Thursday, July 16, 2009
Rant #45: I Love Lucy Quote Riles Some Hispanics
Yesterday, at the confirmation hearing for Supreme Court nominee Sonia Sotomayor, Sen. Tom Coburn's (R-Okla.) reference to television character Ricky Ricardo from the classic "I Love Lucy" TV show elicited some harsh comments from some in the Hispanic community related to insensitivity.
I would tell those that were offended to cool it.
Coburn said that Sotomayor would have "a lot of "splainin' to do" after she made a comment that, hypothetically, she might get a gun to shoot him in self defense.
Coburn's remark was said totally in jest; Sotomayor, who is of Puerto Rican descent and is from the Bronx, New York, understood that; why are others taking the comment to be something that it isn't?
In fact, I think using that phrase is almost a testament to the strength of the Hispanic community in this country. People forget what a trailblazer Desi Arnaz was more than 50 years ago. He was the first acknowledged Hispanic star on television (there were others who, for whatever reason, did not acknowledge this ethnicity, such as George Reeves, who starred as Superman), and he starred in, and for that matter, created, probably the top TV sitcom of all time. He made many contributions to the craft, including the way TV shows are filmed, guidelines which are used to this day.
The "splainin' to do" quote is one of the most memorable, heartfelt, and imitated quotes from the classic "I Love Lucy" sitcom. It is in reference to his "fractured" English, which was the part of many punchlines in the show. Not an iota of insensitivity was part of these punchlines; they were just funny.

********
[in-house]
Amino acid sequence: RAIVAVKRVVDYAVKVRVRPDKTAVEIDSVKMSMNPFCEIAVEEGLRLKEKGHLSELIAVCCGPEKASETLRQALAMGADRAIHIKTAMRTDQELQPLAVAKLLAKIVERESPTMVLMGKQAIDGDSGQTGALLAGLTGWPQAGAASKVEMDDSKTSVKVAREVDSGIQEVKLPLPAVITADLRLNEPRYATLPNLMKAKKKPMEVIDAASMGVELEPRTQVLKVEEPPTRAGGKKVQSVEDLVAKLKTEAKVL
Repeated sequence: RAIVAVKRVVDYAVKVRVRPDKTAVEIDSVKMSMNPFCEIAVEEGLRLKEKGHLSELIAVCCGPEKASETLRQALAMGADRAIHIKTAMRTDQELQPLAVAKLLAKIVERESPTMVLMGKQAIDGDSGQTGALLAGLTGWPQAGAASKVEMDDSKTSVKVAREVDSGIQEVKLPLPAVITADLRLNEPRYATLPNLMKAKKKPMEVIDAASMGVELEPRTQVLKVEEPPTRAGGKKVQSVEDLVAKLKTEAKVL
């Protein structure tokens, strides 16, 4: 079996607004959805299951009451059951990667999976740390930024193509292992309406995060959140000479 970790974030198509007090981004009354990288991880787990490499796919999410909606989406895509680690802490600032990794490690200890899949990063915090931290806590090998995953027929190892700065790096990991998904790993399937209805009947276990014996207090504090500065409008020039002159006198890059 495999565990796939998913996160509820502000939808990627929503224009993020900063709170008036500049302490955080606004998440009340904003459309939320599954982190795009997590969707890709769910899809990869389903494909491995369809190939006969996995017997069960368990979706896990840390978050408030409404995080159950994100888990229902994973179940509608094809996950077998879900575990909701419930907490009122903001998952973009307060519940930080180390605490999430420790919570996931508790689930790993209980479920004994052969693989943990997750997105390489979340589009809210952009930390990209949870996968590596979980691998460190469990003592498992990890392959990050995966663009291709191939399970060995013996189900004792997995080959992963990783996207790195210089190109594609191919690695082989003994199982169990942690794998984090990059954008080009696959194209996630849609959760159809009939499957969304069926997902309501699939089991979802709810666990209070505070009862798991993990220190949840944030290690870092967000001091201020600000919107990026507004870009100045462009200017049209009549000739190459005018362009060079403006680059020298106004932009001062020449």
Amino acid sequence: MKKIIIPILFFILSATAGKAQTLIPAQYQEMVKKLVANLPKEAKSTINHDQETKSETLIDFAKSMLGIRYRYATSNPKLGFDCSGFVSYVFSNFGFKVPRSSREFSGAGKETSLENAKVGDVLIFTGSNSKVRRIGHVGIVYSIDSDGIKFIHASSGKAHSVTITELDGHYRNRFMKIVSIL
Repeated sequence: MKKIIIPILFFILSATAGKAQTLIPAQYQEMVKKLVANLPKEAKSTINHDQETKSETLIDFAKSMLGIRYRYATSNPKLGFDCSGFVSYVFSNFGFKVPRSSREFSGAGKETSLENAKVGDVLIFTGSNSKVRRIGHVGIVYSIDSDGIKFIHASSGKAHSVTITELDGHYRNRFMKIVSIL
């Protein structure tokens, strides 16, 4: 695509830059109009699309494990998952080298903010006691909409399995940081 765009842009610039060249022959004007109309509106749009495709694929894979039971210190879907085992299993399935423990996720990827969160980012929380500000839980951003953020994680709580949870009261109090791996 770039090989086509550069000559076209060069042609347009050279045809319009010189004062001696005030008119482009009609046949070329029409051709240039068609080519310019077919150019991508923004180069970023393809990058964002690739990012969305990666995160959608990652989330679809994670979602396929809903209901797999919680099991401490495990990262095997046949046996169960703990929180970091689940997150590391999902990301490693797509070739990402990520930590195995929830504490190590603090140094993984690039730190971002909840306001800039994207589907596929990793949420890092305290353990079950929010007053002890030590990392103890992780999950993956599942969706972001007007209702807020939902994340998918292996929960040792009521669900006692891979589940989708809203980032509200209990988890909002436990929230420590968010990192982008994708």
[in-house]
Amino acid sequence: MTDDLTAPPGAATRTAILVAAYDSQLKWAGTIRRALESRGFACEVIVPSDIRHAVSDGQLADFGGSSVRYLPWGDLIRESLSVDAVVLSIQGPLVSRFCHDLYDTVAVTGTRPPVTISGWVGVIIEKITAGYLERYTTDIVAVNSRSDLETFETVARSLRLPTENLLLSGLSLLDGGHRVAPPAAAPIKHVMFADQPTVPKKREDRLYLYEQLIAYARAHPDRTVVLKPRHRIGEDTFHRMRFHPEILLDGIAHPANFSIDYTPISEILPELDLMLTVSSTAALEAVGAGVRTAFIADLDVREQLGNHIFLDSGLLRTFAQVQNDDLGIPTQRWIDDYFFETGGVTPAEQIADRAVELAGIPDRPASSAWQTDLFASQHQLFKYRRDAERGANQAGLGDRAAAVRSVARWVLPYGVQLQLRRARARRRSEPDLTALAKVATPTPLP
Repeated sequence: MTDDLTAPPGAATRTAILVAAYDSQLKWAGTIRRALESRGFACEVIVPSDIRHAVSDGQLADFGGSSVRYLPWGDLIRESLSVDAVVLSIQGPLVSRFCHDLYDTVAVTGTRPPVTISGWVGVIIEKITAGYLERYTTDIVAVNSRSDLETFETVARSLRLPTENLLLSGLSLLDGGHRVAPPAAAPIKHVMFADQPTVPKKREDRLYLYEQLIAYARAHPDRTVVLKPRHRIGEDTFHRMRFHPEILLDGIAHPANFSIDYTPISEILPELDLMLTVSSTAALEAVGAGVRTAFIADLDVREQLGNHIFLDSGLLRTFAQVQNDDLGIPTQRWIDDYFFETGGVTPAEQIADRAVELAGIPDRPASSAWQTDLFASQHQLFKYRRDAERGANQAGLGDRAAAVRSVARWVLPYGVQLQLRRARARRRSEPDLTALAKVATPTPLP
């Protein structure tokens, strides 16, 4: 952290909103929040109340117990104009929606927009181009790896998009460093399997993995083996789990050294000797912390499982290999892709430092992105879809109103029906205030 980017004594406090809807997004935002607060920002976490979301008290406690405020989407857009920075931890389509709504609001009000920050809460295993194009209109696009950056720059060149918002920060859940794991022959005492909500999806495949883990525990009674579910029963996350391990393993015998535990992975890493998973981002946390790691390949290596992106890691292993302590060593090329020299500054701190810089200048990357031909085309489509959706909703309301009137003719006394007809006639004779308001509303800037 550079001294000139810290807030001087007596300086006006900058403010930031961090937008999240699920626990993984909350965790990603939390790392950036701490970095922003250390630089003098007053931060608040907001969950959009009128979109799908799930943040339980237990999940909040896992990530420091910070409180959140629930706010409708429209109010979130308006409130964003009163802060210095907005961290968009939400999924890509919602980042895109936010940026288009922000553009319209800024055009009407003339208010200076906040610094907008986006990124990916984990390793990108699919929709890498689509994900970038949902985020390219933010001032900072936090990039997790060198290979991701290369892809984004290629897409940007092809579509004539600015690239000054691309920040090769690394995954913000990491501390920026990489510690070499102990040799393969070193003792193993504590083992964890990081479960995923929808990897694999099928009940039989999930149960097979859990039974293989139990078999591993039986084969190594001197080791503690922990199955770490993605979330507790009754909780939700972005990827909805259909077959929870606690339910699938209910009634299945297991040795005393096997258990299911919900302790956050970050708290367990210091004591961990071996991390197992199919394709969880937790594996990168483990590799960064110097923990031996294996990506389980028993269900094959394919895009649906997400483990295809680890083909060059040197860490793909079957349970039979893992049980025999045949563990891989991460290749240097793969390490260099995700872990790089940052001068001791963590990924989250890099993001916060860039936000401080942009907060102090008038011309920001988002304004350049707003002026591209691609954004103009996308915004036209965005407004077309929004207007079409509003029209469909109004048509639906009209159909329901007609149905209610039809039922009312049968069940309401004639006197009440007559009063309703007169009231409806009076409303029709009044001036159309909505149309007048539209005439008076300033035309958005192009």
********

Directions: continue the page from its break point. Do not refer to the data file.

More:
In fact, the stuff that Ricky said in Spanish under his breath when Lucy did something stupid may have been even more offensive, because most viewers couldn't understand it and even more importantly, some could look at those Spanish meanderings as extremely chauvinistic and anti-woman (although I don't; I think they were hilarious even if I could only pick out a few words that I totally understood).
I think if he were alive today, Desi Arnaz, and for that matter Lucille Ball, would be very proud today.
Then why all the uproar?
The politically correct police are obviously active on this situation, but the phrase has almost become part of our national lexicon. I have heard so many people use it--heck, even wrestler John Cena has used it in reference to another character on WWE broadcasts, Vicky Guerrero, having an affair--and it is used not as a stereotypical phrase, but as a mere very slight putdown. Guerrero just happens to be Hispanic, and although this utterance on WWE doesn't make it right, necessarily, what I am trying to say is that Cena didn't use it because Guerrero was Hispanic; he used it because it was funny and fit into the plotline.
I mean, it's not the "N" word.
Also, those that were offended by this, they should be more offended by the line of questioning Sotomayor had to go through yesterday related to her knowledge of Perry Mason episodes and whether she watched the baseball All-Star game or not.
Now, that line of questioning is offensive to me, because it has nothing to do with whether Sotomayor would be a capable Supreme Court justice.
We should actually be offended by the possibility that Sotomayor, by her past actions and references, may be anti-white and anti-male. But, of course, in our politically correct world where Michael Jackson's funeral is given the reverence usually accorded to Presidents, we let stuff like this go.
Why aren't people in an uproar over this?
Posted by Larry at 4:10 AM